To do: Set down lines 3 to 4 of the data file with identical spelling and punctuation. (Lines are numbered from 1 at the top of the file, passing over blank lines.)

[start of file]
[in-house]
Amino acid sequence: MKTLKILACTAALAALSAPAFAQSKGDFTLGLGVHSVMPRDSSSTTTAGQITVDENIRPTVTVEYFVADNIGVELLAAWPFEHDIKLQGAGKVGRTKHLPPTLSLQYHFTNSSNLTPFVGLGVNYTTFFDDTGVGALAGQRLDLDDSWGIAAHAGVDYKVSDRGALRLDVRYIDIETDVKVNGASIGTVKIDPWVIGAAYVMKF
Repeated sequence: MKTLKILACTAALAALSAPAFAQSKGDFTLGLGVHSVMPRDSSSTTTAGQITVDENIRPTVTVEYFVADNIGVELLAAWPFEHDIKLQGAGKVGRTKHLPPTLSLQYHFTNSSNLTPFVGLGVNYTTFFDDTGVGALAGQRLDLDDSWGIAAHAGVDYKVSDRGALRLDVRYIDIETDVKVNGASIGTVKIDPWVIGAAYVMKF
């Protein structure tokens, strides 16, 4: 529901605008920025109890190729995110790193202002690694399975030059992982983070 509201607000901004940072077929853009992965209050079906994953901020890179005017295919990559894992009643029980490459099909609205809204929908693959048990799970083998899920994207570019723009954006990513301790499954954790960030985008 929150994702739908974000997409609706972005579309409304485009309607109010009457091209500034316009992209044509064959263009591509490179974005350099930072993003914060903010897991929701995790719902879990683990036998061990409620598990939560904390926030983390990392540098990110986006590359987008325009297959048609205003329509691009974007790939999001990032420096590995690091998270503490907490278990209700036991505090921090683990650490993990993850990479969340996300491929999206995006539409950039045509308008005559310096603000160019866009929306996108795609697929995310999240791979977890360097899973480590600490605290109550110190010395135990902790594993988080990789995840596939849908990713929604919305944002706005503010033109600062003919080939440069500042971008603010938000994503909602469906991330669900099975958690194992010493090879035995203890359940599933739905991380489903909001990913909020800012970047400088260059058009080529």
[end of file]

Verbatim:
Repeated sequence: MKTLKILACTAALAALSAPAFAQSKGDFTLGLGVHSVMPRDSSSTTTAGQITVDENIRPTVTVEYFVADNIGVELLAAWPFEHDIKLQGAGKVGRTKHLPPTLSLQYHFTNSSNLTPFVGLGVNYTTFFDDTGVGALAGQRLDLDDSWGIAAHAGVDYKVSDRGALRLDVRYIDIETDVKVNGASIGTVKIDPWVIGAAYVMKF
């Protein structure tokens, strides 16, 4: 529901605008920025109890190729995110790193202002690694399975030059992982983070 509201607000901004940072077929853009992965209050079906994953901020890179005017295919990559894992009643029980490459099909609205809204929908693959048990799970083998899920994207570019723009954006990513301790499954954790960030985008 929150994702739908974000997409609706972005579309409304485009309607109010009457091209500034316009992209044509064959263009591509490179974005350099930072993003914060903010897991929701995790719902879990683990036998061990409620598990939560904390926030983390990392540098990110986006590359987008325009297959048609205003329509691009974007790939999001990032420096590995690091998270503490907490278990209700036991505090921090683990650490993990993850990479969340996300491929999206995006539409950039045509308008005559310096603000160019866009929306996108795609697929995310999240791979977890360097899973480590600490605290109550110190010395135990902790594993988080990789995840596939849908990713929604919305944002706005503010033109600062003919080939440069500042971008603010938000994503909602469906991330669900099975958690194992010493090879035995203890359940599933739905991380489903909001990913909020800012970047400088260059058009080529």